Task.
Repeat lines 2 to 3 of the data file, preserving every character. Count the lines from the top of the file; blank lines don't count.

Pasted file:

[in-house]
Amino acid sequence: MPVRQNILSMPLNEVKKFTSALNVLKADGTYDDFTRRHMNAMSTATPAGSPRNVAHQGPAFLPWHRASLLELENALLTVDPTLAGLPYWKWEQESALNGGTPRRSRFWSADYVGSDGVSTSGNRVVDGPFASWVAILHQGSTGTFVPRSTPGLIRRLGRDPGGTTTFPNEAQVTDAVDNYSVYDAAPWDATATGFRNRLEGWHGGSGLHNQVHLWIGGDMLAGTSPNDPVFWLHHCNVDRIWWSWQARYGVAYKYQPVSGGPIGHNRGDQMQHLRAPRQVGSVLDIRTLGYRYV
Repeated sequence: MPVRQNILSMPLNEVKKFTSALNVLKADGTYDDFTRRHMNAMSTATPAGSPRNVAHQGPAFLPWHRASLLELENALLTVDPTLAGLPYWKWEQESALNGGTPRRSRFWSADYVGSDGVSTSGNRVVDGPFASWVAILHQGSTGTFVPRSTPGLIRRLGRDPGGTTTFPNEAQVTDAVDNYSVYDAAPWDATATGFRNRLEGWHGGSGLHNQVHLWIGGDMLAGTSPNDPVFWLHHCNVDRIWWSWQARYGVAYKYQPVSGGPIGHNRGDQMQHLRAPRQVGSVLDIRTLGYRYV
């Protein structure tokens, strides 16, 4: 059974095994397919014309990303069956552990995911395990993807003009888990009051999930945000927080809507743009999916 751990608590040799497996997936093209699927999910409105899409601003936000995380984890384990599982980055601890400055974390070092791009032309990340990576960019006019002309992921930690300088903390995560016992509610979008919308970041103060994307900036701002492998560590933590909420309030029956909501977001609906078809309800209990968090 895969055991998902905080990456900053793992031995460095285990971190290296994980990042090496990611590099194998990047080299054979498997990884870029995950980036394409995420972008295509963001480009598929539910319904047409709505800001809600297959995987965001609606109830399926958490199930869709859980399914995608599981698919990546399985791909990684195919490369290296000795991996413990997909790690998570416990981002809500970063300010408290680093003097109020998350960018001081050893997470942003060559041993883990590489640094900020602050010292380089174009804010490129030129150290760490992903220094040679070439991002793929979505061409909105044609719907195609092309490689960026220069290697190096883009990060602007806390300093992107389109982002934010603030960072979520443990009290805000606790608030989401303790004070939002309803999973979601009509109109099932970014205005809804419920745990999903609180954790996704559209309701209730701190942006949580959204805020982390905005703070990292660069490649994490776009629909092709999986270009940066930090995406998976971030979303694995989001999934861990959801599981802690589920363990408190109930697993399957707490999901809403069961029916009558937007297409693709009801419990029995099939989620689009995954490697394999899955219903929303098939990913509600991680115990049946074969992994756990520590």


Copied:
Amino acid sequence: MPVRQNILSMPLNEVKKFTSALNVLKADGTYDDFTRRHMNAMSTATPAGSPRNVAHQGPAFLPWHRASLLELENALLTVDPTLAGLPYWKWEQESALNGGTPRRSRFWSADYVGSDGVSTSGNRVVDGPFASWVAILHQGSTGTFVPRSTPGLIRRLGRDPGGTTTFPNEAQVTDAVDNYSVYDAAPWDATATGFRNRLEGWHGGSGLHNQVHLWIGGDMLAGTSPNDPVFWLHHCNVDRIWWSWQARYGVAYKYQPVSGGPIGHNRGDQMQHLRAPRQVGSVLDIRTLGYRYV
Repeated sequence: MPVRQNILSMPLNEVKKFTSALNVLKADGTYDDFTRRHMNAMSTATPAGSPRNVAHQGPAFLPWHRASLLELENALLTVDPTLAGLPYWKWEQESALNGGTPRRSRFWSADYVGSDGVSTSGNRVVDGPFASWVAILHQGSTGTFVPRSTPGLIRRLGRDPGGTTTFPNEAQVTDAVDNYSVYDAAPWDATATGFRNRLEGWHGGSGLHNQVHLWIGGDMLAGTSPNDPVFWLHHCNVDRIWWSWQARYGVAYKYQPVSGGPIGHNRGDQMQHLRAPRQVGSVLDIRTLGYRYV